The courts would be expected to consider arguments by plaintiffs and defendants, along with subsequent legal rulings and other issues. They also would likely take into account the intent of the delegates to the 1970 Constitutional Convention who voted to insert that language. The excerpted discussions below are from the verbatim transcript of that debate on July 21, 1970, published by the General Assembly’s Legislative Research Unit. The quotations are in chronological order and are intended to present an accurate sense of the arguments by the speakers. In most cases, procedural or less-relevant discussions occurred between the excerpts.
HENRY GREEN: “Now this amendment does two things: It first mandates a contractual relationship between the employer and the employee; and secondly, it mandates the General Assembly not to impair or diminish these rights. Now, with regard to the first point, the Illinois courts have generally ruled that pension benefits under mandatory participation plans were in the nature of bounties which could be changed or even recalled as a matter of complete legislative discretion. And as a result in Illinois today we have public employees who are beginning to lose faith in the ability of the state and its political subdivisions to meet these benefit payments. This insecurity on the part of the public employees is really defeating the very purpose for which the retirement system was established, and this is one of the reasons why I personally request that the Convention adopt the provision which will guarantee these rights and direct the General Assembly to take the necessary steps to fund the pension obligations.”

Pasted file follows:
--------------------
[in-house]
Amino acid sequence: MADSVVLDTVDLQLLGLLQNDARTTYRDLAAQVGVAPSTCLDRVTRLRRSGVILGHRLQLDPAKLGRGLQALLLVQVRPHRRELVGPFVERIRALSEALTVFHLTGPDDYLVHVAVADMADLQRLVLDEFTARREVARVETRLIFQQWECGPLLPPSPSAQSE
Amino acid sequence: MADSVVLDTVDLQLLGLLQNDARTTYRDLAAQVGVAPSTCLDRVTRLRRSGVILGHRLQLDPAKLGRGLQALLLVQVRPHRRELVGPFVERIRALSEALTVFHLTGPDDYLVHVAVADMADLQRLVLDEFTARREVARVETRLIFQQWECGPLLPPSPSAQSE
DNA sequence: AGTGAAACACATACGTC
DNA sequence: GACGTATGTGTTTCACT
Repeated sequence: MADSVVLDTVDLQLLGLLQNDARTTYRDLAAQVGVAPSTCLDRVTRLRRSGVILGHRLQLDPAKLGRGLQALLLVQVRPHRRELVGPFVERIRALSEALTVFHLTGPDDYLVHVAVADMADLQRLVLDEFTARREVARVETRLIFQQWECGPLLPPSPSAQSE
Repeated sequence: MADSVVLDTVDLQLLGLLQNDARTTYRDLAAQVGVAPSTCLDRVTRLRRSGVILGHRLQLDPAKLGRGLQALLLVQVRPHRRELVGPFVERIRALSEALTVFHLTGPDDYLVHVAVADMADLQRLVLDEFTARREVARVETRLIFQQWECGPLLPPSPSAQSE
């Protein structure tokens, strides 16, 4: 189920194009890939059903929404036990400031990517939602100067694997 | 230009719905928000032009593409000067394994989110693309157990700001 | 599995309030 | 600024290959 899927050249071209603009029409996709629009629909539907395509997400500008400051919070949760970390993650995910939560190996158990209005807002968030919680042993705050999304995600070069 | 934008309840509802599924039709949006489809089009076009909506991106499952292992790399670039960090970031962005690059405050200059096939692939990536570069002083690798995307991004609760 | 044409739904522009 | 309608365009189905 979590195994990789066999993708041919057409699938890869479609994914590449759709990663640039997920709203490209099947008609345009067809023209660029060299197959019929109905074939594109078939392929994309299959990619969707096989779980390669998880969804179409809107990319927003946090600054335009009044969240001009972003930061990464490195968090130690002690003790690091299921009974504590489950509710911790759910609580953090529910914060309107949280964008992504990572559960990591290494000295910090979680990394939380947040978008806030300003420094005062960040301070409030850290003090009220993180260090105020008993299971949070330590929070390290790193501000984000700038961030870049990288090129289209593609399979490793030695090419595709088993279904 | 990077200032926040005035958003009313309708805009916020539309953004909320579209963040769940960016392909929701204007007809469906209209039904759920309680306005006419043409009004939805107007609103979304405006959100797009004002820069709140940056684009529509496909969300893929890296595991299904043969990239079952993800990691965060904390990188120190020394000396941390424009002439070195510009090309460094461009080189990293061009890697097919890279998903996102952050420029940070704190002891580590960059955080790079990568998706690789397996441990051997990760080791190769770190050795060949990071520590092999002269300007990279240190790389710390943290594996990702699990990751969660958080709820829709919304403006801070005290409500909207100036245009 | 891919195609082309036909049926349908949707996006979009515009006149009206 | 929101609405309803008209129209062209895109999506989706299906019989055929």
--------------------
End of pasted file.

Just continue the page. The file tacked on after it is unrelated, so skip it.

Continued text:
HELEN KINNEY: “To establish the record as to intent, I should just like to briefly say that the word ‘enforceable’ is meant to provide that the rights so established shall be subject to judicial proceedings and can be enforced through court action. The word ‘impaired’ is meant to imply and to intend that if a pension fund would be on the verge of default or imminent bankruptcy, a group action could be taken to show that these rights should be preserved. The amendment does not mention whether benefits could be increased. It is definitely the intent that an increase in benefits would not be precluded. Many states tie their pension and retirement benefits into a cost of living and raise them from time to time. It is the intent that this amendment would permit so doing if the legislature at some future time should decide to do this.”
JAMES KEMP: “I would presume that the purpose of this proposal is to make certain that irrespective of the financial condition of a municipality or even the state government, that those persons who have worked for often substandard wages over a long period of time could at least expect to live in some kind of dignity during their golden years; and I would urge that we support this obviously nonpartisan measure.”
JOHN PARKHURST: “On the face of it, this innocuous little amendment sounds a lot like motherhood and strawberry shortcake. Actually, I think it is a culmination of a kind of a running battle by a special interest group of pension administrators in the state of Illinois that has been going on in the legislature for years and years and years; and it probably should be continued in the legislature. ... There is no history in the state of Illinois of impairing or diminishing or welching on any pension plans when they come due. If we are going to get to the point in the state of Illinois where we can’t pay the pensions, we’re down the drain anyway; and anything you put in this Constitution is not going to change that one bit.”
PAUL ELWARD: “This is well-intentioned, but like so many other things that are well-intentioned, it has consequences far beyond this afternoon and today, and I for one must oppose it.”